Sitram Cybernox corrosion problem
I recently picked up a couple of used Sitram Cybernox fry pans on ebay, an 8" and a 10.5"; these are the older versions in which only the bottom has a(n encapsulated) aluminum core (the aluminum core run up the sides in the in the current Profiserie line), but they are induction-capable.
The smaller pan was in good condition; but the larger one has some small black specks of some sort of corrosion scattered across the otherwise very smooth cooking surface. I've tried removing them with detergent and scrub pads, then a copper "steel wool" type scouring pad; and finally a stainless steel one; but they won't budge. I don't want to use anything harsher, for fear of destroying the otherwise glass-smooth Cybernox finish.
The specks probably won't matter much for some tasks, such a browning meat, but will be a real problem for making a fritatta or tortilla-type omelet, which has to be flipped; perhaps even pancakes (haven't tried yet).
Does anyone know how to deal with this problem? Or can anyone point me to a blog or discussion group (even in French) which addresses the problem?
It's not directly relevant to your question, but a small correction for those who might be interested in Sitram Profiserie: all of the Profiserie line has a thick aluminum disk base; it's not cladded up the sides. Sitram's Catering line is exactly the same except that the disk is 2.5mm copper. Current production of Profiserie can be used on induction cooktops; Catering new and old cannot.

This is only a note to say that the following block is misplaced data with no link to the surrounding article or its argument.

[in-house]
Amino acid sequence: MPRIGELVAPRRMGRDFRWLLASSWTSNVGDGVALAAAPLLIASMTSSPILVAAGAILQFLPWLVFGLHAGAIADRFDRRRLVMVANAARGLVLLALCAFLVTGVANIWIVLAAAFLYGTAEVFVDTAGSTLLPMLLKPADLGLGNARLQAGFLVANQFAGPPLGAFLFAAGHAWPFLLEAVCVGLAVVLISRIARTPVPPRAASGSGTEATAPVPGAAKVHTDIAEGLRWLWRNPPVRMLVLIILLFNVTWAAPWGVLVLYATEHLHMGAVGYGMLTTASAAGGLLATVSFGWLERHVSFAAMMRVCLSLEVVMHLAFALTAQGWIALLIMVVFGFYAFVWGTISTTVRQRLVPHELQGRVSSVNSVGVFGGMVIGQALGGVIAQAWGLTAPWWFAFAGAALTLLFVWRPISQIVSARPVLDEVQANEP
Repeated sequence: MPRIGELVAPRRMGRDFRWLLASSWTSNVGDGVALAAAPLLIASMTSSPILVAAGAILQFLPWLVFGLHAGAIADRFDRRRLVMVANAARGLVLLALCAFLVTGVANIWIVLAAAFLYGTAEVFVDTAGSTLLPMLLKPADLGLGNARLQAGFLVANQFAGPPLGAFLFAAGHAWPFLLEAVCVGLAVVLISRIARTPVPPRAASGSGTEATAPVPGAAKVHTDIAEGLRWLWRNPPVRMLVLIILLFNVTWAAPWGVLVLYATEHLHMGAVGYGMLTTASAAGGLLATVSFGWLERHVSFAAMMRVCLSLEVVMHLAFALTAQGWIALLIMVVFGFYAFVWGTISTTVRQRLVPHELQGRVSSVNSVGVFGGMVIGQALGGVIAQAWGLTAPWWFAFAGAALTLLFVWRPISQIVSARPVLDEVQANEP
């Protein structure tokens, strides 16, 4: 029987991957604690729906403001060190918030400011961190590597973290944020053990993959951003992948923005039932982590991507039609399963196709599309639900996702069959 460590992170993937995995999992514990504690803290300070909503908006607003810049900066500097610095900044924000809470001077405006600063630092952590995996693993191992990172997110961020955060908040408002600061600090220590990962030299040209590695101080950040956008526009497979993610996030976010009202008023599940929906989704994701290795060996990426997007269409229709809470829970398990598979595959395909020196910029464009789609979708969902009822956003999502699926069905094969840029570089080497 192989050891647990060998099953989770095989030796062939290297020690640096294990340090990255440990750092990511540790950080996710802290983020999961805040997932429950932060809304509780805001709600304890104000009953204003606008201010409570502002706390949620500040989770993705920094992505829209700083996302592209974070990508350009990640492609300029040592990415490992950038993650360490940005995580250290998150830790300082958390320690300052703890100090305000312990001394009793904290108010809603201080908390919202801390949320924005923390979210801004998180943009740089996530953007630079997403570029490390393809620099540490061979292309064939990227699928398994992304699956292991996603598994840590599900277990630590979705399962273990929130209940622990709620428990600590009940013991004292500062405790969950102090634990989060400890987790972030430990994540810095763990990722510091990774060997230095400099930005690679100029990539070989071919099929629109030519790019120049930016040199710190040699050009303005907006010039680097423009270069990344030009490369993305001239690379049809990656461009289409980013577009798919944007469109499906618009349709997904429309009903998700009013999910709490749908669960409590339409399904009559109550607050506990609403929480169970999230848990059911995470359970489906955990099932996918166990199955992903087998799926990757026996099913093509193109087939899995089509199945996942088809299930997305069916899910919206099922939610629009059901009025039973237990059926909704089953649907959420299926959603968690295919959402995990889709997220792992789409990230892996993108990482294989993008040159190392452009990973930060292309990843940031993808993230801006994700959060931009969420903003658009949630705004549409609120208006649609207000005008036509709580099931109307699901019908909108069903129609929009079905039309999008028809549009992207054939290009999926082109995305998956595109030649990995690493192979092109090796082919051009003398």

I stand corrected on the Profiserie line (I was relying on product descriptions); however my two pre-Profiserie pans (which have the old (partly) black plastic "stay cool" handle, not the all-stainless handle of the Prorfiserie line ) definitely DO work fine on an induction cook top.
As for "pitting," that would cause a pit, or indentation, in the pan. The black specks rise ABOVE the cooking surface; that's why I described them as corrosion (of the stainless steel, quite probably caused by salt), rather than pitting.
In any event, the scrubbing with various scouring pads seems to have ground them down to barely noticeable levels, and they seem less troublesome now.
Thanks for the replies.
ellabie seems quite knowledgeable about things Sitram. The large pan arrived without the black plastic "stay-cool" inset. While the bare stainless steel handle is useable, it's not the most comfotable. Are replacements for the black plastic inset available, from Sitram or elsewhere?
Sorry, can't offer any real info on the handle inserts; my Sitram knowledge is only from having a Sitram braiser/rondeau and from having window-shopped for one for several years. They've got two loop handles.
The handle inserts for long-handled pans must surely be available; I'd first try the place you got the pan, but one of the other restaurant supply places that sell Sitram if no joy there (JB Prince, others).